I absolutely agree, and I hope the Law Society will take note of that suggestion.
The final suggestion for improvement and reform is for prospective homebuyers to have more up-front information about the property they are purchasing, including whether properties are leasehold or freehold and the implications of buying leasehold property. We have all heard reports of rip-off service charges and ground rents that rise every year affecting leaseholders in our constituencies. The Government need to act to address that scandal. There should be a standardised key facts document, as there is in financial services, such as for mortgages. Also, better information needs to be handed to the consumer once the property has been completed. I hope that the Minister will respond in detail to those suggestions.
Before I conclude, I should say that no debate in this House right now would be complete without a reference to Brexit. Fundamentally, the problems I have described come down to corporate greed, but they have been exacerbated by pressure to build the new homes needed to meet Government targets, which the construction industry is struggling to cope with. Poor quality workmanship has been attributed in part to being forced to rely on inexperienced, unqualified labour.
The Construction Industry Training Board tells me that, in response to the shortage of skilled workers, many developers are relying on EU workers to fill gaps in their sector, including electricians, carpenters and bricklayers. Those are skilled trades, and investment in upskilling the domestic workforce to meet demand is imperative. However, were we simply to turn off the tap on EU labour, the pressures that the industry faces would only increase.
We are still waiting for the Government’s immigration White Paper, although I was pleased to hear the Leader of the House promise in business questions this morning that we would see it next week. There are particular worries in this sector, not least because of the reliance on self-employed labour, yet there is a real lack of information about how the Government’s post-Brexit immigration system will work for self-employed workers. Will there, for example, be the possibility of third-party sponsorship schemes to enable such skilled tradespeople to continue to come in and provide labour in our construction sector? I urge the Minister to press her Home Office colleagues to ensure that the immigration policy that it introduces meets the needs of this crucial sector.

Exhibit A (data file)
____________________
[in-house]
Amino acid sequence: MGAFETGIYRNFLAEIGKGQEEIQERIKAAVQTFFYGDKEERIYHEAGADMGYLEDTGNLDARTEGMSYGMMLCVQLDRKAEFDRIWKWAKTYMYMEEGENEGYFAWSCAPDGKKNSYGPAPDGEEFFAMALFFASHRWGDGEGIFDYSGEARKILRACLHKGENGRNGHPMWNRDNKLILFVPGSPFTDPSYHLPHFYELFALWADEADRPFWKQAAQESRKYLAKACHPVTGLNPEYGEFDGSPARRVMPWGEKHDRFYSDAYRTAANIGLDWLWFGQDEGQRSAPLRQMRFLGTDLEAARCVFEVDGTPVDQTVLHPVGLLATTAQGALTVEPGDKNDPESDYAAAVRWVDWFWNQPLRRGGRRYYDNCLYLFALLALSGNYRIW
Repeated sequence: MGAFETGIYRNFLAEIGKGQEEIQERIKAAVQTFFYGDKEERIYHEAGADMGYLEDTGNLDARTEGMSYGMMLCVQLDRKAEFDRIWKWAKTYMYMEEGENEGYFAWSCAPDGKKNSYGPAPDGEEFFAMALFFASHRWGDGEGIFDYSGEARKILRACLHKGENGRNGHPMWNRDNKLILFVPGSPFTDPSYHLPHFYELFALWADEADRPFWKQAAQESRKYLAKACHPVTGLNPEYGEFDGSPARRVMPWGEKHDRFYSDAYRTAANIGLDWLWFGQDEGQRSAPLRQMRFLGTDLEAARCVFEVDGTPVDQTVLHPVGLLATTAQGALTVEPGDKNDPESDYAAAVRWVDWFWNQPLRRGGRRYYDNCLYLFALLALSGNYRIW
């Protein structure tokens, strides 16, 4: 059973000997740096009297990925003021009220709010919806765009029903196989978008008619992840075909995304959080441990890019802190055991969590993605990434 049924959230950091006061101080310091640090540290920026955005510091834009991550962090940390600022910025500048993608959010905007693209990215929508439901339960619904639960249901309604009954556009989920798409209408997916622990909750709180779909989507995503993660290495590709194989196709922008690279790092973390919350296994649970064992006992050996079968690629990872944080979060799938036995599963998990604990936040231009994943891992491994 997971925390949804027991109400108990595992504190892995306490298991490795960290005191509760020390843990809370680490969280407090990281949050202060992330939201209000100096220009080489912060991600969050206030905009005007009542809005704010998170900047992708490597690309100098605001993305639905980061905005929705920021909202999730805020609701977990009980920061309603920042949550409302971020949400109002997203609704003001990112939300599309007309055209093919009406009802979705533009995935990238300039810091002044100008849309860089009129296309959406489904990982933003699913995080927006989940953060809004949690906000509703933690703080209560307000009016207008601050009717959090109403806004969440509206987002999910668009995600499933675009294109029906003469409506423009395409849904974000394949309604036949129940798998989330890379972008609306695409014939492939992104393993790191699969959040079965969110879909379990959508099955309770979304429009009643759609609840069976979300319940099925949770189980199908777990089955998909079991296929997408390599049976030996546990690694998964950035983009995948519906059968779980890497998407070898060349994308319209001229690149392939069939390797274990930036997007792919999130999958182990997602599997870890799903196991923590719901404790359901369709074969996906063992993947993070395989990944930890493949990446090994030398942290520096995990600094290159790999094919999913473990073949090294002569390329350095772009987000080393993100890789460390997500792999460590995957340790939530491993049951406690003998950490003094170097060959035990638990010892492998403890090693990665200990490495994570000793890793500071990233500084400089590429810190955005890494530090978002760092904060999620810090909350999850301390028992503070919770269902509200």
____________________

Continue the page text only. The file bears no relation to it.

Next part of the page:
This House cannot sit by while so many of our constituents face such great cost, stress and disappointment when making such a significant investment. The industry needs to get its house in order, and the Government have a responsibility to ensure that it does so. The Minister must tell us exactly what steps she will take to protect our constituents from seeing their dream home become a nightmare. I look forward to her response.